|Area||: 2579 square kilometres|
|Population||: 2,585,208 (as per the 2001 census)|
|Altitude||: 0 metres above sea level|
|Best Tourist Season||: October to March|
|Clothing recommended||: Light cotton clothes|
|Languages spoken||: Malayalam, English and Tamil|
An enchanting town, on the shores of the Arabian Sea, Kollam is famous for being an amazing kaleidoscope of lakes, backwaters, beaches, mountains, plains, forests and places of historical importance. Kollam is better known to the rest of India as the Cashew Capital of the country because of being home to naturally grown and organically processed cashew nuts, known for their tempting taste and quality.
The entire district of Kollam is strewn with traditional and modern cashew processing plants and it exports cashew worth Rs. 15,000 million every year. Located about 71 km from the State capital of Thiruvananthapuram, Kollam lies on the banks of the Ashtamudi Lake and is the Southern Gateway to the famous Backwaters of Kerela. Generously embellished by nature and adorned with man made developments in Trade and Commerce, Kollam is one of the major tourist attractions of the state.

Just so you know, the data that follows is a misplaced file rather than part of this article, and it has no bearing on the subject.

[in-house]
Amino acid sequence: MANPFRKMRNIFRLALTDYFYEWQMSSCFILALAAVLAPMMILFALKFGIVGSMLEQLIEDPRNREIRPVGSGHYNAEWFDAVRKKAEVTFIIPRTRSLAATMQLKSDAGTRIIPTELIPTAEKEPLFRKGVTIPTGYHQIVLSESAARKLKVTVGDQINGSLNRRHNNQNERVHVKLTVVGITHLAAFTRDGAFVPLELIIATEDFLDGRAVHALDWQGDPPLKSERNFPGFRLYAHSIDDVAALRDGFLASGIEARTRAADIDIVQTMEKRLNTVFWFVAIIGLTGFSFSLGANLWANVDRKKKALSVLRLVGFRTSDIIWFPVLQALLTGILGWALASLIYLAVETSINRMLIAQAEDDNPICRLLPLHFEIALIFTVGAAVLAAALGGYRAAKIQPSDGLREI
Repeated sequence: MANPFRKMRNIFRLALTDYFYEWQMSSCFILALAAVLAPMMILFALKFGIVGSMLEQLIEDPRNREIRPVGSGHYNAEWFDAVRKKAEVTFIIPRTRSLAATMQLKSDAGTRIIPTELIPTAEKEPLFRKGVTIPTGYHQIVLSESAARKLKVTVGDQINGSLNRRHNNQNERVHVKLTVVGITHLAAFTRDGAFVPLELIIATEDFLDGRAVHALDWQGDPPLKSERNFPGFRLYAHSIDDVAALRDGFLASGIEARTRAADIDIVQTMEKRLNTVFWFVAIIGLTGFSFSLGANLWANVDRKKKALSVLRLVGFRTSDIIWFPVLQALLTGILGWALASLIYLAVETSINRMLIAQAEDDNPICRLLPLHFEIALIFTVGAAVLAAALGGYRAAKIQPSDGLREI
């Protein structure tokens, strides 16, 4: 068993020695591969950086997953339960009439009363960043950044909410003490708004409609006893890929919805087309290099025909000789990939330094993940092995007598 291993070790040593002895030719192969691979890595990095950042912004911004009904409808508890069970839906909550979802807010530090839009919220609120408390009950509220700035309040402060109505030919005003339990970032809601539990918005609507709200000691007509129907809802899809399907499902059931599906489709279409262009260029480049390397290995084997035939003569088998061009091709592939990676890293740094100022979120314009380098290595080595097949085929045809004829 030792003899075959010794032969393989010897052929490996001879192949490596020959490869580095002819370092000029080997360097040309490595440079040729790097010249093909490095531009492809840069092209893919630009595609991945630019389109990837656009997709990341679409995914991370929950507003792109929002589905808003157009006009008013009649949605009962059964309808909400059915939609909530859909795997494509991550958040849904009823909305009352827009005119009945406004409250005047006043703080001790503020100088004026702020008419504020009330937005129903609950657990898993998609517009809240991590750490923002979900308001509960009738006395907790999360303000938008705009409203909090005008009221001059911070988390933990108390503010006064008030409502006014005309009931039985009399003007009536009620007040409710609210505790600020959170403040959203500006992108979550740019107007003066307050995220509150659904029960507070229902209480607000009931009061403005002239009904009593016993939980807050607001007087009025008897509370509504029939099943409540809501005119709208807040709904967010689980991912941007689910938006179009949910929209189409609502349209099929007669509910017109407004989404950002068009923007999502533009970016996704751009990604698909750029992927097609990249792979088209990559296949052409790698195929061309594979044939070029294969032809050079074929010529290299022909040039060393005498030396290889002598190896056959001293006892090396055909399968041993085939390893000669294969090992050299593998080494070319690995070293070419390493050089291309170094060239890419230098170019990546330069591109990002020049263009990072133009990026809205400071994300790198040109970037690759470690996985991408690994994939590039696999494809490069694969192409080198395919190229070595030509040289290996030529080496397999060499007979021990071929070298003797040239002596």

History Of Kollam
Known formerly by the name of Nelcynda and Thondis or Tyndis, the town of Kollam is supplemented with a rich historical and cultural heritage. Not only was it the focal point of trade during the Chera rule in the Southern part of Kerela, but the rulers of Kollam are even found to have trade relationswith Chinaand they even exchanged embassies. According to the reports of the Tang Dynasty, Kollam or Quilon was the most important port of trade and was given the name of “Mahlai” by them. The Portugese were the first Europeans to build up a trading centre at Kollam in 1502. Then came the Dutch and this array of foreign rule finally ended with the British. Today, Kollam is one of the important commercial hubs of South India that not only excels in the production of Cashew, but also coir, spices and marine products.